If you’re like most Americans, you’ve probably been dreaming about retirement for most of your adult life. You may even have a clear vision of what your retirement will be like. Perhaps you see yourself travelling the world or pursuing one of your favorite hobbies. Maybe you’ll spend time with family or simply relax and enjoy your freedom.
It’s always helpful to visualize your retirement and plan how you will spend your time. You can use those visualizations to guide your planning and even to make financial decisions.
Unfortunately, though, you can’t predict everything. No matter how detailed and solid your planning is, there will still be events in retirement that catch you by surprise. Some surprises are positive, like reconnecting with an old friend or discovering a new passion. Others aren’t so good, like unexpected costs or health issues.
While you can’t predict the future, you can prepare yourself for the unexpected. Below are a few ways in which retirees are often surprised after they stop working. Think through these items and how they might impact your planning efforts. With some advanced preparation, you can avoid being caught by surprise:
Out-of-Pocket Medical Costs
Many retirees are surprised to learn that Medicare doesn’t cover all health care expenses in retirement. In fact, there are many types of treatment that aren’t covered by Medicare, including dental care, international care, and even some types of prescription drugs and rehabilitation services. In fact, Fidelity estimates that the average 65-year-old couple will spend $260,000 out-of-pocket on health care costs in retirement.1
Medicare also typically doesn’t cover long-term care, which is extended assistance with basic living activities like eating, bathing, and mobility. The U.S. Department of Health and Human Services estimates that 70 percent of all retirees will require long-term care at some point.2 It can cost thousands of dollars per month and it is often needed for years.
There are steps you can take to minimize these risks. One is to build a health care reserve, perhaps in a tax-advantaged health savings account. You could also look at supplemental health insurance policies to fill in the gaps for services not covered by Medicare. Finally, you may want to consider long-term care insurance, which can help cover the costs generated by long-term care needs.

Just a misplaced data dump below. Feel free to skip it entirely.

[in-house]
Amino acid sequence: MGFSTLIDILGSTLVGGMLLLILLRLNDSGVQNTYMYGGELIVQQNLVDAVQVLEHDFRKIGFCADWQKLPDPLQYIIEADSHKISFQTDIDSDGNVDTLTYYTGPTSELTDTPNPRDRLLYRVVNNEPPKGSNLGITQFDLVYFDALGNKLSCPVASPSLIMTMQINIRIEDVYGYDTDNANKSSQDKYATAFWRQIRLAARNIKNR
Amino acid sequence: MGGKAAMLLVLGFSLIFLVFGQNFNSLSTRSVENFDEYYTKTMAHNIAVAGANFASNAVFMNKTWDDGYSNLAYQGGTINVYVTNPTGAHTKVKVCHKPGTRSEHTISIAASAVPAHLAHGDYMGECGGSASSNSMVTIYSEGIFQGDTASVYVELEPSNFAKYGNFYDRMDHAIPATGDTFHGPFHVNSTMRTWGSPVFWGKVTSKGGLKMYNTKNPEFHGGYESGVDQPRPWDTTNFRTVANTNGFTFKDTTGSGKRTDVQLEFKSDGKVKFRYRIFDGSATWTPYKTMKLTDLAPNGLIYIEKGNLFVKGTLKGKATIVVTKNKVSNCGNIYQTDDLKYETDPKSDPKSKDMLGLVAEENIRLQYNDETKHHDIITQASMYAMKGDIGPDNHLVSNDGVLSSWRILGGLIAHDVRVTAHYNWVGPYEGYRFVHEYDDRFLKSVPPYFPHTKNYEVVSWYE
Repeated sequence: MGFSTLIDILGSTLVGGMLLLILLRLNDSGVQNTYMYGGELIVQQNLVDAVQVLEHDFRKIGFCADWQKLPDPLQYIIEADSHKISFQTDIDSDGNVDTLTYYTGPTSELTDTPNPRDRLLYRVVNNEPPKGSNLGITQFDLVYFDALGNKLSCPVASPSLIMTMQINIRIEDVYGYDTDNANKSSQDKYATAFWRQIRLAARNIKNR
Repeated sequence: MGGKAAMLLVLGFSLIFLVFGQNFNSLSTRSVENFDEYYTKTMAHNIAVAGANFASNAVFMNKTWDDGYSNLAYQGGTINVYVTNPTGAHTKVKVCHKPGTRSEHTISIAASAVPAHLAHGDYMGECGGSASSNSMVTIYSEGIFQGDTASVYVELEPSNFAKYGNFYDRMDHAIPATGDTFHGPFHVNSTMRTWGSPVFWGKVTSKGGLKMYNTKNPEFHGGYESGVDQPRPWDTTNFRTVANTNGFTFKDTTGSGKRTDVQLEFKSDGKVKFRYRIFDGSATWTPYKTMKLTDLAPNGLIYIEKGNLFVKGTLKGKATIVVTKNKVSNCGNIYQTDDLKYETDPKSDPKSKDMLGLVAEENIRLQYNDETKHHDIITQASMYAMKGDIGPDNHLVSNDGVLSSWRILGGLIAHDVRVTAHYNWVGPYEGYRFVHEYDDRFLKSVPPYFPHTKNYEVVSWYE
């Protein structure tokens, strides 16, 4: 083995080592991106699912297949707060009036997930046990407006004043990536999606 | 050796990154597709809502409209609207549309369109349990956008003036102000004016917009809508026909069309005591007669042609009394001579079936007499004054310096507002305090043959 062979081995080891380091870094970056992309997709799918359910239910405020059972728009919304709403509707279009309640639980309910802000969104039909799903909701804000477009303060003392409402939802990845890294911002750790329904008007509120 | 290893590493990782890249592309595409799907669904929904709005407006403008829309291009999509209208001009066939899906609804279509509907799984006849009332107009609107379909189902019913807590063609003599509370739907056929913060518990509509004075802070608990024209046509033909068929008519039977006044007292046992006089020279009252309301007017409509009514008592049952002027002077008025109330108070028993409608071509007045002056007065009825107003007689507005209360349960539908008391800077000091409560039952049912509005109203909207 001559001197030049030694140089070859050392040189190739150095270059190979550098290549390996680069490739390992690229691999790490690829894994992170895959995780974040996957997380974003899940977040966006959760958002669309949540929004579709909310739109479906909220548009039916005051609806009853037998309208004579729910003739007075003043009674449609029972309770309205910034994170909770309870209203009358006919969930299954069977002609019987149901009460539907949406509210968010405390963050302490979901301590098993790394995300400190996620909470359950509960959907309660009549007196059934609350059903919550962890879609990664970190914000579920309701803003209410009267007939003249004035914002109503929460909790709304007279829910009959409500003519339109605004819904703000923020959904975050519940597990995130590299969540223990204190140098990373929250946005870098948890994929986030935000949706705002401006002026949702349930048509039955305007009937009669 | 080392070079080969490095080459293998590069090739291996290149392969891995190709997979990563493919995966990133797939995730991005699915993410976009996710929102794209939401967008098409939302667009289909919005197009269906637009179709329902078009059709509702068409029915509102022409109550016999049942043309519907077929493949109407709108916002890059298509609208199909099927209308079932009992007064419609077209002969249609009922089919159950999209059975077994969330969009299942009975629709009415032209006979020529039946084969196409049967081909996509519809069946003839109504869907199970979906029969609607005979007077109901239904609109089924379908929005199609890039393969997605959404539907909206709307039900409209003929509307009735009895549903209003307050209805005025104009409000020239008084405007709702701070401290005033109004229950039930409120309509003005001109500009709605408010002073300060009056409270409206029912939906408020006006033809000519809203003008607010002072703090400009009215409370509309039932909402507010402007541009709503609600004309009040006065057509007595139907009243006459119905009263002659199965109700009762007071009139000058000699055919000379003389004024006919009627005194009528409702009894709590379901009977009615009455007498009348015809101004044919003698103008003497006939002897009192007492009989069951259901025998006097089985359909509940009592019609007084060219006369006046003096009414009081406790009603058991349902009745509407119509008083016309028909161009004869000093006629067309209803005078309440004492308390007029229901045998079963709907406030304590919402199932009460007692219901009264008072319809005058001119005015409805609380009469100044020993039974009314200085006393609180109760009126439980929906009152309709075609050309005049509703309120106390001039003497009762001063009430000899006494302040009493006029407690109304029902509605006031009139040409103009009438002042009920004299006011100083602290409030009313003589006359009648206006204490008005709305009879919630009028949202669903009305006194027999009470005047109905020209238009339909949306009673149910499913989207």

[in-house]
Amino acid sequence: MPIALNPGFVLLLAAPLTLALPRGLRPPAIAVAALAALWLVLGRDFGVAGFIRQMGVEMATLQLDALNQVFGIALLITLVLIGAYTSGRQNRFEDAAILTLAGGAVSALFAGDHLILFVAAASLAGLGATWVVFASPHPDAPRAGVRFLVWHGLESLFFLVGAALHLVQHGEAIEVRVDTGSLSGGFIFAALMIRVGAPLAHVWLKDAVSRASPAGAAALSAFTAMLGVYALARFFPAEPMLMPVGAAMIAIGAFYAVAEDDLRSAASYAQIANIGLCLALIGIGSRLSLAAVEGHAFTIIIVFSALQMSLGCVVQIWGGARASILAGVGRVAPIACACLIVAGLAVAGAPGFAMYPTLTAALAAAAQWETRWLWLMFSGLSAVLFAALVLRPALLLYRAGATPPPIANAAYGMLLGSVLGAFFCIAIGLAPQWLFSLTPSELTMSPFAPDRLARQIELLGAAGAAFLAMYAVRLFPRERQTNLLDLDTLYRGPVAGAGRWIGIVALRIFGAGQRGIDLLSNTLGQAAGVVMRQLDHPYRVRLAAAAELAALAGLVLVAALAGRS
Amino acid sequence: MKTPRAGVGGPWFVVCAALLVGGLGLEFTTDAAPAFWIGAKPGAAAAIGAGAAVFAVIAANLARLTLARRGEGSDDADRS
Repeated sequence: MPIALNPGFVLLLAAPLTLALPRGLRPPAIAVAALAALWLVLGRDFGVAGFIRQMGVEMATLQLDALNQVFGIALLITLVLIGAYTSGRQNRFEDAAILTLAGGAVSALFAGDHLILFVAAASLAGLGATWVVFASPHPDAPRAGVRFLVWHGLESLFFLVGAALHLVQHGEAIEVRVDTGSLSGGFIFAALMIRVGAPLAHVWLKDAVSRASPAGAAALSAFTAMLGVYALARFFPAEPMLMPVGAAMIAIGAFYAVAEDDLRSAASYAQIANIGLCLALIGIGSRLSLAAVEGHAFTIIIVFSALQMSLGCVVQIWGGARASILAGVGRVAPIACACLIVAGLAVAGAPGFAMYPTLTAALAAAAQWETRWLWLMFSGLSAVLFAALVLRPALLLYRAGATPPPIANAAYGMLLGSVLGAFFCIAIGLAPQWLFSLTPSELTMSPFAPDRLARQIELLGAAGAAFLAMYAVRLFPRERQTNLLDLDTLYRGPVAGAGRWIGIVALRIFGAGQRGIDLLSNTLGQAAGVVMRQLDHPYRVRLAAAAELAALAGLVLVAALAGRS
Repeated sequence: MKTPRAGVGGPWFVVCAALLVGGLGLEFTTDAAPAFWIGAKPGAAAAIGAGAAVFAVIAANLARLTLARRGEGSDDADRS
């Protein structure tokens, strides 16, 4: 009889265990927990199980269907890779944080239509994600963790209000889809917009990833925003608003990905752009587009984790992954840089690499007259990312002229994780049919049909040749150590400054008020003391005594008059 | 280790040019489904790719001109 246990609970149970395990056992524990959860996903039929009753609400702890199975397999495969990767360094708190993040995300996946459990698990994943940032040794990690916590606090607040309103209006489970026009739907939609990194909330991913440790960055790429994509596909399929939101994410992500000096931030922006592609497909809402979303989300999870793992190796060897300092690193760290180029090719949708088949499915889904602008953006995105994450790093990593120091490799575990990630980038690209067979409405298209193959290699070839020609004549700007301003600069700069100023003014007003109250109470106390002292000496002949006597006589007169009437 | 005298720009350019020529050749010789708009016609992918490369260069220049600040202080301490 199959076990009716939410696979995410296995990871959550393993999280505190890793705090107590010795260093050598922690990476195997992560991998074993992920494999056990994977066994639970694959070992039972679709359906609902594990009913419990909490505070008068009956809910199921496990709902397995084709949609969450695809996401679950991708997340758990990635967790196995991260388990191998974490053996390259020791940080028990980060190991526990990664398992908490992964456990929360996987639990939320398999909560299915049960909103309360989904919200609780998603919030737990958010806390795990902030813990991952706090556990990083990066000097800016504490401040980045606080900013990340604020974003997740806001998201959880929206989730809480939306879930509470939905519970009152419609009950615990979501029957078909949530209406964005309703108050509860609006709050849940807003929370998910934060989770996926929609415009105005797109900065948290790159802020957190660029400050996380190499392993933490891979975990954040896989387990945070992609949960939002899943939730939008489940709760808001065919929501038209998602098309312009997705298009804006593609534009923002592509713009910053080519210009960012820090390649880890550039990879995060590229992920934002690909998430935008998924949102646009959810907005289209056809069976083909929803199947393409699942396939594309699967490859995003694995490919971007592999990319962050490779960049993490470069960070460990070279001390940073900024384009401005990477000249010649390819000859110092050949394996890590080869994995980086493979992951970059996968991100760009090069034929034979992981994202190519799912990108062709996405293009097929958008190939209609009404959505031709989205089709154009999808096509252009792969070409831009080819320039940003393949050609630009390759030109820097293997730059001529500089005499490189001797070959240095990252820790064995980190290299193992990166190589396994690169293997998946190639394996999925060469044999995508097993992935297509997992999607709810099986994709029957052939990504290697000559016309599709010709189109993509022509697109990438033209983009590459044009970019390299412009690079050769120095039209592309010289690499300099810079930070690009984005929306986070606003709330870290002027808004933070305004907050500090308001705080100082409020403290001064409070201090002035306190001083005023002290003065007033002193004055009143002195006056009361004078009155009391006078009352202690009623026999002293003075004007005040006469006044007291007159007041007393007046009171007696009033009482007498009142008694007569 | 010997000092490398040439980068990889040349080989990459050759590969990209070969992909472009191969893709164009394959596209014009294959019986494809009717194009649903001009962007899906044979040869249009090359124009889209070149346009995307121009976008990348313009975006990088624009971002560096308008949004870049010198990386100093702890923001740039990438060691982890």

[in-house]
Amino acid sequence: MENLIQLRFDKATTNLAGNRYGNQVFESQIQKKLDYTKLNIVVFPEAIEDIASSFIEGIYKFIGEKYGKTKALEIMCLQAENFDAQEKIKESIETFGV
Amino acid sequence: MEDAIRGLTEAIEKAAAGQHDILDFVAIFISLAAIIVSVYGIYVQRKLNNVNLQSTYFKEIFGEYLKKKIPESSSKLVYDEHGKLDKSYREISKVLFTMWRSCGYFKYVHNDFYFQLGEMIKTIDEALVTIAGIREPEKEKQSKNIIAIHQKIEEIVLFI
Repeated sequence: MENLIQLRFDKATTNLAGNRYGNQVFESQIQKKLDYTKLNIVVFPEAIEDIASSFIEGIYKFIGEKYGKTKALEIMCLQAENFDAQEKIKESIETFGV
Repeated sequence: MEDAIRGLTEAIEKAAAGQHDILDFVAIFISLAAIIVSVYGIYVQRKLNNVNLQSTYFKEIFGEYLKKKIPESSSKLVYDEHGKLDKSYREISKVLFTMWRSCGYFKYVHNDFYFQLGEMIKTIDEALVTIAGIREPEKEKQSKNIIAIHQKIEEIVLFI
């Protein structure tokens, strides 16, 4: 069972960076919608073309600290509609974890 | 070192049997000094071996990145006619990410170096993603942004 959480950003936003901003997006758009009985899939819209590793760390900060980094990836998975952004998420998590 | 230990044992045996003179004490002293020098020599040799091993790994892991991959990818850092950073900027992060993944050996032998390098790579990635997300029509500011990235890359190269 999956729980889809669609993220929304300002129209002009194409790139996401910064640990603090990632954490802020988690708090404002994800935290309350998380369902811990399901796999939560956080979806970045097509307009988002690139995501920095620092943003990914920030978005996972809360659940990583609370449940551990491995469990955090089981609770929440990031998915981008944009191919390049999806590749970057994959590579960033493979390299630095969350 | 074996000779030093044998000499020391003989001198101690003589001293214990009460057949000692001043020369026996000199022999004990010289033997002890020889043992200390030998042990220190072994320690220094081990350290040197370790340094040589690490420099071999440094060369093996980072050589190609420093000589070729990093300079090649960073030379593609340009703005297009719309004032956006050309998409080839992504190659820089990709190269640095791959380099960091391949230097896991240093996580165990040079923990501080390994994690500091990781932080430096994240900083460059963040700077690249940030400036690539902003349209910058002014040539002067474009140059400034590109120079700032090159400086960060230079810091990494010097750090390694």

There’s a common assumption among many workers that spending goes down after you retire. That’s not always the case, though. Consider that when you retire you will likely have more free time and money than you have ever had in your life. That can be a dangerous combination.
Many retirees fill that free time with costly activities, like shopping, dining out, and travel. There’s nothing wrong with enjoying your retirement, but you want to do it within your budget. If your spending increases after retirement, you may drain your savings in the early years.
Fortunately, you can prepare for this surprise by planning ahead. Create a retirement budget so you know exactly how much you can spend on leisure activities. That way, you can make informed decisions about how best to spend your time.
Many workers look forward to retirement for decades. Then, when they finally do retire, they’re surprised to find that they’re bored with the free time they have on their hands. They miss having the challenges, responsibilities, and social connections that come with work. Some retirees may even battle anxiety and depression. While retirement should be a celebratory event, it can also be a difficult transition for some.
Think about how you will adjust to having a free and open calendar. Is there a chance that you will actually miss work? Do you think you will need a challenge or purpose?
If so, be creative and think of ways to fill that void. You could gradually transition into retirement, easing out of your career over the course of several years. You could also move into a part-time job after you retire. Or you could donate your skills and experience to a charity and use your free time to help others.
Ready to prepare for the unexpected in retirement? Let’s talk about it. Contact us at Fenton Financial Services. We can help you analyze your needs and develop a strategy. Let’s connect soon and start the conversation.
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